Fear before customs need not be customary.

Illustration by Rob Donnelly

Returning to the U.S. from travels abroad can be a stressful experience. In addition to jet lag, sleep deprivation, and the usual hassles of air travel, you have to fill out a customs declaration form before you re-enter the country. U.S. Customs and Border Protection Form 6059B asks all travelers not only to give basic information about themselves and their travels, but also to declare whether they are carrying:

(a) fruits, vegetables, plants, seeds, food, insects
(b) meats, animals, animal/wildlife products
(c) disease agents, cell cultures, snails\
(d) soil or have been on a farm/ranch/pasture

Many passengers, truthfully or not, answer "No" to all these questions. What happens if you answer "Yes"?

L.V. AndersonL.V. Anderson

L.V. Anderson is a Slate associate editor. She edits Slate's food and drink sections and writes Brow Beat's recipe column, You're Doing It Wrong. 

Usually, nothing terrible. When you go through customs at the airport, the primary officer—which is to say the person who looks at Form 6059B after you've filled it out and signed it—will refer you to an agricultural specialist if you've declared that you're bringing any items listed above. The agricultural specialist will ask you additional questions and might ask to inspect the food items you're trying to bring into the country. In most cases, you'll be allowed to take your food with you when you leave the airport; but sometimes, the agricultural specialist will confiscate your food for further testing, and it will ultimately be disposed of through incineration or grinding.

Whether the food items are allowable—or "enterable," in customs-speak—depends on what they are, which country you got them from, and whether they contain pests or pathogens that could wreak havoc on American agriculture if they made their way onto domestic farms. Processed foodstuffs, like chocolate, cookies, and canned goods, are usually enterable, since they are unlikely to contain pests or pathogens. Fresh fruits, vegetables, and meats, on the other hand, are usually prohibited. Some items are permissible if purchased in certain countries but not in others. (For instance, it's prohibited to bring back rice from Israel and several other countries that harbor the dreaded Khapra beetle, which feeds on grains.) If you're hoping to bring back particular foodstuffs from your travels abroad, it's best to do some research ahead of time: You can find out whether a specific fruit or vegetable from a specific country is allowed by searching the USDA's Fruit and Vegetables Import Requirements database, and you can learn more about country-specific restrictions from two government-run websites, Don't Pack a Pest and Can I Bring It?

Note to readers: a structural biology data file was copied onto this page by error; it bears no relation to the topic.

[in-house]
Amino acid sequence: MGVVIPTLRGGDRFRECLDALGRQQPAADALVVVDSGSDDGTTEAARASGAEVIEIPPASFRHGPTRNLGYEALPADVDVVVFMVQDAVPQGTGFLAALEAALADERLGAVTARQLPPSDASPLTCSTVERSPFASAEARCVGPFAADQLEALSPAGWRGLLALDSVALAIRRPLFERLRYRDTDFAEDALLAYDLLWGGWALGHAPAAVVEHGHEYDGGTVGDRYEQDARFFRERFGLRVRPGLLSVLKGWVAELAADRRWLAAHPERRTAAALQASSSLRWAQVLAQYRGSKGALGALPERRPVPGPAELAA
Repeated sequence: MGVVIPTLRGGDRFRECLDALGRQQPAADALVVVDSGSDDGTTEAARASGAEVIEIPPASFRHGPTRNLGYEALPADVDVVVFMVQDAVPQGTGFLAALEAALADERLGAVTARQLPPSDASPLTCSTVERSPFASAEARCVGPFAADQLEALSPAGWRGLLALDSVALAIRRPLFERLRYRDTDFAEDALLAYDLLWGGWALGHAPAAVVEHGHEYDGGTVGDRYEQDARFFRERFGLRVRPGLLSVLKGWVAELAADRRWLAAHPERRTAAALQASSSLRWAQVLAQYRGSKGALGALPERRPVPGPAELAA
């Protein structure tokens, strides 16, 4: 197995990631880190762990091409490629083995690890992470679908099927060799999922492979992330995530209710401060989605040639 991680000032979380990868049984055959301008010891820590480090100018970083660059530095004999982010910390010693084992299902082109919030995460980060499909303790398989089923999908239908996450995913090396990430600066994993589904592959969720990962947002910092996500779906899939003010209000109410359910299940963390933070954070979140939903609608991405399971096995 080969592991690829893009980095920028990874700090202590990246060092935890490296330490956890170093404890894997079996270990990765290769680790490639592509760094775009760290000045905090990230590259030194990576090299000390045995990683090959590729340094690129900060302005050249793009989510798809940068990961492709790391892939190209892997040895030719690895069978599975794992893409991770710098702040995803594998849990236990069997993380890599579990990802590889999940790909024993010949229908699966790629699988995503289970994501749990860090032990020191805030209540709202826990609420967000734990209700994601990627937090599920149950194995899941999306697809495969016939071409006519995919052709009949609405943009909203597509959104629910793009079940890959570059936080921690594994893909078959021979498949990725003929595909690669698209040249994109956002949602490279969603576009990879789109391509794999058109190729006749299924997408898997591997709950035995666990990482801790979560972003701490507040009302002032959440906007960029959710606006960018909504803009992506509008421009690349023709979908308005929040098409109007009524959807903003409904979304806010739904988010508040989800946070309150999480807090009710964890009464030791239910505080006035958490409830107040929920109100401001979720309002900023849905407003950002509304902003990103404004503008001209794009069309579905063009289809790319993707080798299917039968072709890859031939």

If you declare that you've visited a farm or been in close contact with livestock, the procedure at customs is slightly different. Because Customs and Border Protection's agricultural specialists are primarily concerned with pests or pathogens accidentally making their way onto American farms, they will ask to inspect the clothes, shoes, or luggage you had with you at the farm for soil, manure, blood, or other substances that might contain dangerous organisms. If they find any potentially dangerous substances on your personal effects, they will disinfect your items before they let you bring them into the country.

Although you might be afraid to declare that you're bringing food into the U.S. from abroad, or that you went to a farm during your vacation, you won't be financially punished for your honesty (except in the sense that you'll lose out on the value of any food that's seized and destroyed). However, if customs officers determine that you lied on Form 6059B and failed to declare an agricultural item you should have declared, you can be fined on the spot. The penalty for failing to declare food and other agricultural products at customs is usually $300, although customs officers can reduce the fine at their discretion. According to the agricultural branch of U.S. Customs and Border Protection, 96 to 97 percent of travelers are honest on Form 6059B about the food, or lack thereof, that they're bringing into the U.S.

What about if you declare that you're carrying more than $10,000 in cash or "monetary instruments" or that you have "commercial merchandise"?

In the first case, you must simply complete a special form for the Treasury Department, which likes to keep tabs on large sums of money crossing borders. But if you declare that you have items intended for sale when you enter the U.S., good luck. Many types of goods require filing a "formal entry," which involves posting a bond and "filling out very complicated paperwork," according to Customs and Border Protection. (CBP recommends hiring a broker to help you if your goods require a formal entry.) If you have less than $2,500 worth of commercial goods, and none of your goods are subject to special approval by a federal agency, you can file an "informal entry," which means a customs officer will inspect your goods and charge you a duty on them. But customs officers can decide to make you file a formal entry at their discretion, so it's best to make arrangements ahead of time if you want to bring commercial goods into the U.S.

Travel Explainer thanks Eunett James-Mack of the Agriculture Programs and Trade Liaison division of U.S. Customs and Border Protection.

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